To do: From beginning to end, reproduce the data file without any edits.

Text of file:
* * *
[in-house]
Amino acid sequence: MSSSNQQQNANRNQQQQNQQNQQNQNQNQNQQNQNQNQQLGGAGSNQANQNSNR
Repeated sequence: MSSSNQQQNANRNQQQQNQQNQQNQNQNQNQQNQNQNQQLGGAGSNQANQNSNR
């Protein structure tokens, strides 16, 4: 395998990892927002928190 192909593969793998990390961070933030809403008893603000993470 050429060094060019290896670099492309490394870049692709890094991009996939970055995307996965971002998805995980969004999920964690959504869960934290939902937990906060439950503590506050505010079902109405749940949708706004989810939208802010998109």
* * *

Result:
[in-house]
Amino acid sequence: MSSSNQQQNANRNQQQQNQQNQQNQNQNQNQQNQNQNQQLGGAGSNQANQNSNR
Repeated sequence: MSSSNQQQNANRNQQQQNQQNQQNQNQNQNQQNQNQNQQLGGAGSNQANQNSNR
């Protein structure tokens, strides 16, 4: 395998990892927002928190 192909593969793998990390961070933030809403008893603000993470 050429060094060019290896670099492309490394870049692709890094991009996939970055995307996965971002998805995980969004999920964690959504869960934290939902937990906060439950503590506050505010079902109405749940949708706004989810939208802010998109």